Price Match Guarantee | Free Shipping $50+ | Easy Returns l Holiday Shipping

0

Your Cart is Empty

The Art of Walking Meditation

February 10, 2022 3 min read

There is rarely a perfect time to find complete isolation for meditation in a busy life. If you’re waiting for solitude and the right kind of light or weather, then chances of forming a habit are diminished due to friction points. Ideal circumstances may never come.

Good news: meditation comes in many forms—standing, lying down, and of course, the usual fan favorite, sitting. Maybe you’re not a fan of being still? Perhaps you’re not in love with the zafu, your hip flexors are tight, and you just want to move. If even the thought of sitting in lotus in quiet makes you twitch, you should try walking meditation.

Here are some tips to consider if you don’t want to sit and meditate:

Find little blips of time throughout your day. I complete a standing/walking meditation at moments where I am forced to pause, like while at the grocery store’s long line. Take these small openings of time for awareness building. Waiting becomes a less annoying preoccupation and instead becomes an oppurtunity.

The slower the movement, the better. The concepts remain the same. You’re paying attention to each activity in each step.

In Yongey Mingyur Rinpoche’s memoir In Love with the World: A Monk’s Journey Through the Bardos of Living and Dying, he describes the basic mindful cadence of walking meditation as lifting, moving, and placing each foot.

In his mind, he repeats lifting, moving, placing while in the act of walking. During the combination of moving and concentrating, you are partaking in a Vipassana practice.

Use a more exact phraseology mentally and physically. Focus on and say (either aloud or silently):heel up, lift, move, lower, touch, and press.Or, you may choose to count 1-2-3-4 to signify each movement.

Try starting small in your home with bare feet or in socks. Feel the floor as each foot lifts, moves, and places in a languid motion. Attempt to build this practice to 15 minutes at a time. You can walk in a small circle, double back on a short line in front of your bed even, or any other space. It’s free and available anywhere.

Try listening to a guided meditation as you walk. If you find it difficult to talk yourself through a meditation, try listening to a guided meditation as you would a podcast. Check out our library of free guided meditations.

The Art of Walking Meditation | Mukha Yoga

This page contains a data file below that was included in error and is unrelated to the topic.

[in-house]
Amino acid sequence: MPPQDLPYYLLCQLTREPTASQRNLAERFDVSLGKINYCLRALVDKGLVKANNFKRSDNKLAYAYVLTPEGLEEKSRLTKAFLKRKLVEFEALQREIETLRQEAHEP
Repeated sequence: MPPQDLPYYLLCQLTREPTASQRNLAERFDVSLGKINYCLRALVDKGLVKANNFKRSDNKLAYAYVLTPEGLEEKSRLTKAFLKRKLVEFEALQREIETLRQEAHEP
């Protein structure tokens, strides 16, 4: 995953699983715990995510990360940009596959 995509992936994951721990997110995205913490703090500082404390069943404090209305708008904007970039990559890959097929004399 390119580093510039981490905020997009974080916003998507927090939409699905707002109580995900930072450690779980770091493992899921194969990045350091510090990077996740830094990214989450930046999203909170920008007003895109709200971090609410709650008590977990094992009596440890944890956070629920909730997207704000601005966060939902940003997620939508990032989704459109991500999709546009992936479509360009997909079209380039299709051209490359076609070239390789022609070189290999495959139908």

Here are some tips to consider if you don’t want to sit and meditate:

Find little blips of time throughout your day. I complete a standing/walking meditation at moments where I am forced to pause, like while at the grocery store’s long line. Take these small openings of time for awareness building. Waiting becomes a less annoying preoccupation and instead becomes an oppurtunity.

The slower the movement, the better. The concepts remain the same. You’re paying attention to each activity in each step.

In Yongey Mingyur Rinpoche’s memoirIn Love with the World: A Monk’s Journey Through the Bardos of Living and Dying,he describes the basic mindful cadence of walking meditation as lifting, moving, and placing each foot.

In his mind, he repeats lifting, moving, placing while in the act of walking. During the combination of moving and concentrating, you are partaking in a Vipassana practice.

The Art of Walking Meditation | Mukha Yoga

Use a more exact phraseology mentally and physically. Focus on and say (either aloud or silently)heel up, lift, move, lower, touch, and press.Or, you may choose to count 1-2-3-4 to signify each movement.

Try starting small in your home with bare feet or in socks. Feel the floor as each foot lifts, moves, and places in a languid motion. Attempt to build this practice to 15 minutes at a time. You can walk in a small circle, double back on a short line in front of your bed even, or any other space. It’s free and available anywhere.

Try listening to a guided meditation as you walk. If you find it difficult to talk yourself through a meditation, try listening to a guided meditation as you would a podcast. Check out our library of free guided meditations.

Tricia Louvar l Mukha Yoga
By Tricia Louvar; All Rights Reserved @2022

Tricia Louvar l Mukha YogaBy Tricia Louvar; All Rights Reserved @2022